Geographic range: Eastern Honduras to northern Nicaragua
Elevational range: 1400 - 2200 masl
Notes: forms a superspecies with the parapatric Green-throated Mountain-gem. Go here for a detailed discussion of plumage details in the Green-breasted Mountain-gem.


Green-breasted Mountain-gem (male, Honduras, June 2010)


Green-breasted Mountain-gem (male, Honduras, June 2010)

Green-breasted Mountain-gem (female, Honduras, August 2010). Female of this species very similar to female Green-throated Mountain-gem, but usually with buffy throat (white in Green-throated).



Green-throated Mountain-gem - Lampornis viridipallens
Geographic range: Southeastern Mexico to western Honduras
Elevational range: 900 - 2700 masl
Notes: forms a superspecies with the allopatric Green-breasted Mountain-gem.

Green-throated Mountain-gem (male, El Salvador, December 2009)

Green-throated Mountain-gem (male, El Salvador, December 2010)



Amethyst-throated Hummingbird - Lampornis amethystinus
Geographic range: Central Mexico to Honduras
Elevational range: 900 - 3000 masl

Amethyst-thoated Hummingbird (female, El Salvador September 2010)

Amethyst-thoated Hummingbird (female, El Salvador Dec 2010)


Genus Heliodoxa

Green-crowned Brilliant - Heliodoxa jaculaGeographic range: Costa Rica to western Ecuador
Elevational range: 700 - 2000 masl

Green-crowned Brilliant (imm male, Panama, Aug 2010)


Genus Eugenes

Magnificent Hummingbird - Eugenes fulgens
Geographic range: southwestern USA to western Panama
Elevational range: 1000 - 3000 masl
Magnificent Hummingbird (male, Panama, August 2010)
Magnificent Hummingbird (immature, Honduras, January 2011)

Magnificent Hummingbird (male, Panama, August 2010)






Genus Lamprolaima


Garnet-throated Hummingbird - Lamprolaima rhami
Geographic range: Central Mexico to western Honduras
Altitudinal range: 1200 - 3000 masl

Garnet-throated Hummingbird - Lamprolaima rhami (male, El Salvador, January 2011)

Garnet-throated Hummingbird - Lamprolaima rhami (male, El Salvador, December 2010)

Genus Heliomaster - Starthroats

Plain-capped Starthroat - Heliomaster constantii
Geographic range: western Mexico to northwestern Costa Rica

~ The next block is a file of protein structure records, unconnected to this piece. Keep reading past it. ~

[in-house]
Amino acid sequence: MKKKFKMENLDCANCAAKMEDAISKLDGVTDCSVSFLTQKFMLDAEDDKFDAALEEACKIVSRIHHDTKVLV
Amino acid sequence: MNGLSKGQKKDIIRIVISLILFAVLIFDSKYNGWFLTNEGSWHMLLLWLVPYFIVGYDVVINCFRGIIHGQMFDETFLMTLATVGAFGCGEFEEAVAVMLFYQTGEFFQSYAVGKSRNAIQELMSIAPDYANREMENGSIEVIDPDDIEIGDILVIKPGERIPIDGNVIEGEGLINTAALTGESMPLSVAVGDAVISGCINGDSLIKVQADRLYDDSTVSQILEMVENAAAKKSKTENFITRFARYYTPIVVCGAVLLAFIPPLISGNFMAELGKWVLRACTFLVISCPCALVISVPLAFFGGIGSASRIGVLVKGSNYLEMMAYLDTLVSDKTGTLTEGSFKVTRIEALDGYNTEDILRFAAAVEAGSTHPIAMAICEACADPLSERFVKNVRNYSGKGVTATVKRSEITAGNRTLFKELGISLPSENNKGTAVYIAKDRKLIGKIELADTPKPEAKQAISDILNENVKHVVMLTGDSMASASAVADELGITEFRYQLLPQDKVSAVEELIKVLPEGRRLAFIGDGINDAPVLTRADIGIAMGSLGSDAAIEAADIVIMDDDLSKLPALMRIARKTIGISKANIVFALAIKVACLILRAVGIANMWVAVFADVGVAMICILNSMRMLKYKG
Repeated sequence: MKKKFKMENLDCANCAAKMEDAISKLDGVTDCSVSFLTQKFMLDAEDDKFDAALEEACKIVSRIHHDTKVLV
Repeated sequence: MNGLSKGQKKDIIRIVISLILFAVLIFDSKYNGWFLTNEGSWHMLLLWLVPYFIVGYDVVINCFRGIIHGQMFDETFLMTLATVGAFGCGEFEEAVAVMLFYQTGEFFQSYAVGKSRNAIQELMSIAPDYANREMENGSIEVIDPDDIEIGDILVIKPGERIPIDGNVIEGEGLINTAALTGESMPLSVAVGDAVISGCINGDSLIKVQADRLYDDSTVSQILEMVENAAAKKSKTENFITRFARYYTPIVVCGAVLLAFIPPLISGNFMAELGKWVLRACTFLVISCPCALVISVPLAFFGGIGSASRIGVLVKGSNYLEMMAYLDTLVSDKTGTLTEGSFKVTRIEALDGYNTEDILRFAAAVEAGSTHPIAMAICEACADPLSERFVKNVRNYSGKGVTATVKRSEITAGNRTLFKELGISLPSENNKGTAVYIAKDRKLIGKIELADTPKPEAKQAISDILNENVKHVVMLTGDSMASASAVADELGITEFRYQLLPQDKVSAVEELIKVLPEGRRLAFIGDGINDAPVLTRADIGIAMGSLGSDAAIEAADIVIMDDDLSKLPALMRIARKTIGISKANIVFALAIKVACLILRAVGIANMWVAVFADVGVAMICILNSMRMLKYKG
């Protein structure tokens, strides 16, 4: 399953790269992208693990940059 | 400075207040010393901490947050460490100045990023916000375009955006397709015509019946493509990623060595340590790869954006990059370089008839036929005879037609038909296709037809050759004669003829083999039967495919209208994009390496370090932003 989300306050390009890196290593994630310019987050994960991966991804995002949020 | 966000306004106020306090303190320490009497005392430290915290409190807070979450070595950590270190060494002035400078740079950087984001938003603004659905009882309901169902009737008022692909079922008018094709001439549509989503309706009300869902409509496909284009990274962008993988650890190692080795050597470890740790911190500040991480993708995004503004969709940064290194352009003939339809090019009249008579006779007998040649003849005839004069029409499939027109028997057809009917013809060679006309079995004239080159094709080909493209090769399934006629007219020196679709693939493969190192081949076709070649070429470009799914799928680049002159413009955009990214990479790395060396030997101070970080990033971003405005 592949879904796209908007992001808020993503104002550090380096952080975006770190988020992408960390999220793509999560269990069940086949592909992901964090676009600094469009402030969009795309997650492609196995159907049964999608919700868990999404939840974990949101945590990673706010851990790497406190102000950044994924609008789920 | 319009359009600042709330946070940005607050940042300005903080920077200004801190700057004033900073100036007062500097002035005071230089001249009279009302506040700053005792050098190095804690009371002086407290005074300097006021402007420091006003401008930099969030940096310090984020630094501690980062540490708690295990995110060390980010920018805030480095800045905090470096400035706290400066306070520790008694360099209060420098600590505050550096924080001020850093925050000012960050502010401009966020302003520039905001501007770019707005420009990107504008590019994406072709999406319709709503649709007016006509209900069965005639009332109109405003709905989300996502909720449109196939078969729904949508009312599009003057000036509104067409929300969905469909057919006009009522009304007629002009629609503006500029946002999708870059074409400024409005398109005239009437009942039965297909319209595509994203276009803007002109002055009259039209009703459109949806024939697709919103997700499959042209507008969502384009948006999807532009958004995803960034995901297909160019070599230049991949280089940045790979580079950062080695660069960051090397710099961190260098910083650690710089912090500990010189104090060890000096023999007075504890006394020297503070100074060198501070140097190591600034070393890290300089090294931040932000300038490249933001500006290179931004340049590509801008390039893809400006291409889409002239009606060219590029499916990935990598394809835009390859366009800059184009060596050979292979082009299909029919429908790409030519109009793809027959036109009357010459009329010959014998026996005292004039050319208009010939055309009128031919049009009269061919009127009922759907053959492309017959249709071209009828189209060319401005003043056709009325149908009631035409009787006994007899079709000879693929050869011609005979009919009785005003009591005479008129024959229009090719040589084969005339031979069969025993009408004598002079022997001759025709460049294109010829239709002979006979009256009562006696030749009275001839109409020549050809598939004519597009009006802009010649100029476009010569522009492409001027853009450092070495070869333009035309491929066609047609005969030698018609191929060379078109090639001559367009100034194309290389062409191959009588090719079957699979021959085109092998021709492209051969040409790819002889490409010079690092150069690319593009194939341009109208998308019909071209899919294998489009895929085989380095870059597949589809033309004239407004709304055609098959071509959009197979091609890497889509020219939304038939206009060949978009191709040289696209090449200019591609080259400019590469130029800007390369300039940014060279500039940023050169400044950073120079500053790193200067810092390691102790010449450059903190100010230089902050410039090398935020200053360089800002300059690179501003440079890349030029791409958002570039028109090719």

Elevational range: sea level - 1500 masl

Plain-capped Starthroat - Heliomaster constantii (Honduras, January 2012)
Plain-capped Starthroat - Heliomaster constantii (El Salvador, September 2010)




Genus Archilochus


Ruby-throated Hummingbird - Archilochus colubris
Geographic range: Migrant and winter visitor, from Mexico to Panama
Elevational range: sea level - 3000 masl

Ruby-throated Hummingbird- Archilochus colubris (imm. male, El Salvador, January 2011)



Genus Selasphorus

Scintillant Hummingbird - Selasphorus scintilla
Geographic range: Costa Rica and western Panama
Elevational range: 1200 - 2100 masl

Scintillant Hummingbird - Selasphorus scintilla (Panama, August 2010)


Genus Doricha

Slender Sheartail - Doricha enicura
Geographic range: southeastern Mexico (Chiapas), Guatemala, El Salvador, Honduras
Elevational range: 1000 - 2200 masl

Slender Sheartail - Doricha enicura (Honduras, May 2011)

8 comments:

Spirit-N-Breath said...

Simply glorious thank you for sharing
your photos.

WildFlower said...

very beautiful it's nice to see some parts of my home from so far away

WildFlower said...

its very beautiful collection. its nice to see some parts of my home so far away

Michael Retter said...

Hi. Nice gallery. Your female White-throated Mountain-gem appears to be a young male Green-crowned Brilliant. Among other things, the lack of white postocular stripe and the presence of a long, forked tail eliminate the mountain-gem.

Jack Muredtro said...

dont u breack the legs of the hummingbirds?
how did u catch them?
to those humming did u put a ring to? and what sice?

johnvandort said...

@Jack: thanks for commenting. No, I did not break any hummingbird legs. Some of the birds you see here in the hand were caught at a bird banding station with mist-nets. The birds are banded with very small, metal bands that allow us to study individual hummingbirds, and thus learn more about their life history. These bands are cut to size, depending on the size of the hummingbird's feet, and do not harm the hummingbird.

Guatemala Tour Travel Guide- Pablo Chumil, Lake Atitlan said...

Wow amazing pictures thanks

Guatemala Tour Travel Guide- Pablo Chumil, Lake Atitlan said...